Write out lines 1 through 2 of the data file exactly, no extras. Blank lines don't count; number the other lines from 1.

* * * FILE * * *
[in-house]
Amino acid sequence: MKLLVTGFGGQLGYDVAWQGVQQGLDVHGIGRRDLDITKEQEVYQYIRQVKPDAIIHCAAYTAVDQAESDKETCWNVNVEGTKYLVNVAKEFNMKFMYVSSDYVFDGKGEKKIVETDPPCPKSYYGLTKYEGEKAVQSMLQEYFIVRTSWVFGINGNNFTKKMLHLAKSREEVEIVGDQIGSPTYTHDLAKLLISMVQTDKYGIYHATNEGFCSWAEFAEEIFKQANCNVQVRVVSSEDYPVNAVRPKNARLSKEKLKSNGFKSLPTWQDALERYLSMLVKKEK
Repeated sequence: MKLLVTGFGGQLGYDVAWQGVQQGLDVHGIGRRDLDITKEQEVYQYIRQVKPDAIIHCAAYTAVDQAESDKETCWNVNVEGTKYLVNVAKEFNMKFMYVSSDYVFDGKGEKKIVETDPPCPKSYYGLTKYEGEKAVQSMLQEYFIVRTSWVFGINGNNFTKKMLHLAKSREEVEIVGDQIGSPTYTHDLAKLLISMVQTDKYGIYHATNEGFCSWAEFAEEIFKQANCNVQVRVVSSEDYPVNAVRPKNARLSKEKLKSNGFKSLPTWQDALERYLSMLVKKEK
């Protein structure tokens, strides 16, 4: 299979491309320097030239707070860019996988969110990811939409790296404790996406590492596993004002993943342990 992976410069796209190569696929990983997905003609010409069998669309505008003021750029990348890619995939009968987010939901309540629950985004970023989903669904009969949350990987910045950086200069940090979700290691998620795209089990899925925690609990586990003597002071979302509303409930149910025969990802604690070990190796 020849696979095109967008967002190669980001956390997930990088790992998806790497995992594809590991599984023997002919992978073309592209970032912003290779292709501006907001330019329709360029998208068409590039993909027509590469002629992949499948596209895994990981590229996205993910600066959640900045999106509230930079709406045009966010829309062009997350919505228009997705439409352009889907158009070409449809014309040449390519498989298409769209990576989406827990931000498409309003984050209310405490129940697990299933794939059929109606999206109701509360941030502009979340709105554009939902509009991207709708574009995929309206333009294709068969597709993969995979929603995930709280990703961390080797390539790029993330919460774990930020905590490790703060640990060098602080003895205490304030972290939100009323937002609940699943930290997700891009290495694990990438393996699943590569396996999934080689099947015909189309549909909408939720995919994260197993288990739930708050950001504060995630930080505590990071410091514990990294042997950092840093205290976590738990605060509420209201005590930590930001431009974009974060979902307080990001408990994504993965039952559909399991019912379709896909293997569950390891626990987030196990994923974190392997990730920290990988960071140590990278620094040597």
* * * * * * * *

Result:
[in-house]
Amino acid sequence: MKLLVTGFGGQLGYDVAWQGVQQGLDVHGIGRRDLDITKEQEVYQYIRQVKPDAIIHCAAYTAVDQAESDKETCWNVNVEGTKYLVNVAKEFNMKFMYVSSDYVFDGKGEKKIVETDPPCPKSYYGLTKYEGEKAVQSMLQEYFIVRTSWVFGINGNNFTKKMLHLAKSREEVEIVGDQIGSPTYTHDLAKLLISMVQTDKYGIYHATNEGFCSWAEFAEEIFKQANCNVQVRVVSSEDYPVNAVRPKNARLSKEKLKSNGFKSLPTWQDALERYLSMLVKKEK